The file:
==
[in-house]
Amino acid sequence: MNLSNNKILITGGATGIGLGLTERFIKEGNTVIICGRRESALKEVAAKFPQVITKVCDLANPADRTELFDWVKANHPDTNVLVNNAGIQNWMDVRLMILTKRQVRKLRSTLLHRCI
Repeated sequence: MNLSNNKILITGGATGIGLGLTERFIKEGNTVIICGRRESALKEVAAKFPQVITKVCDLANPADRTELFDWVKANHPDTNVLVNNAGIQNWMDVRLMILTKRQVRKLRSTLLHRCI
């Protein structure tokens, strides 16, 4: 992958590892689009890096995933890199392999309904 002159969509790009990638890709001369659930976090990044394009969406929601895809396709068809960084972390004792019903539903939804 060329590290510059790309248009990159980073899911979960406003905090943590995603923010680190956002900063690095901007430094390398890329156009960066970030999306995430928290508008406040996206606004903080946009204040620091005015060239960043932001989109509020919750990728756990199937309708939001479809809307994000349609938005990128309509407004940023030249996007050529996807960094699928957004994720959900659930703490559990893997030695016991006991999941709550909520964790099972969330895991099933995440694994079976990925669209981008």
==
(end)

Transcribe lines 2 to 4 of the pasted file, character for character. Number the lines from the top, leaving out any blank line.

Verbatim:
Amino acid sequence: MNLSNNKILITGGATGIGLGLTERFIKEGNTVIICGRRESALKEVAAKFPQVITKVCDLANPADRTELFDWVKANHPDTNVLVNNAGIQNWMDVRLMILTKRQVRKLRSTLLHRCI
Repeated sequence: MNLSNNKILITGGATGIGLGLTERFIKEGNTVIICGRRESALKEVAAKFPQVITKVCDLANPADRTELFDWVKANHPDTNVLVNNAGIQNWMDVRLMILTKRQVRKLRSTLLHRCI
């Protein structure tokens, strides 16, 4: 992958590892689009890096995933890199392999309904 002159969509790009990638890709001369659930976090990044394009969406929601895809396709068809960084972390004792019903539903939804 060329590290510059790309248009990159980073899911979960406003905090943590995603923010680190956002900063690095901007430094390398890329156009960066970030999306995430928290508008406040996206606004903080946009204040620091005015060239960043932001989109509020919750990728756990199937309708939001479809809307994000349609938005990128309509407004940023030249996007050529996807960094699928957004994720959900659930703490559990893997030695016991006991999941709550909520964790099972969330895991099933995440694994079976990925669209981008």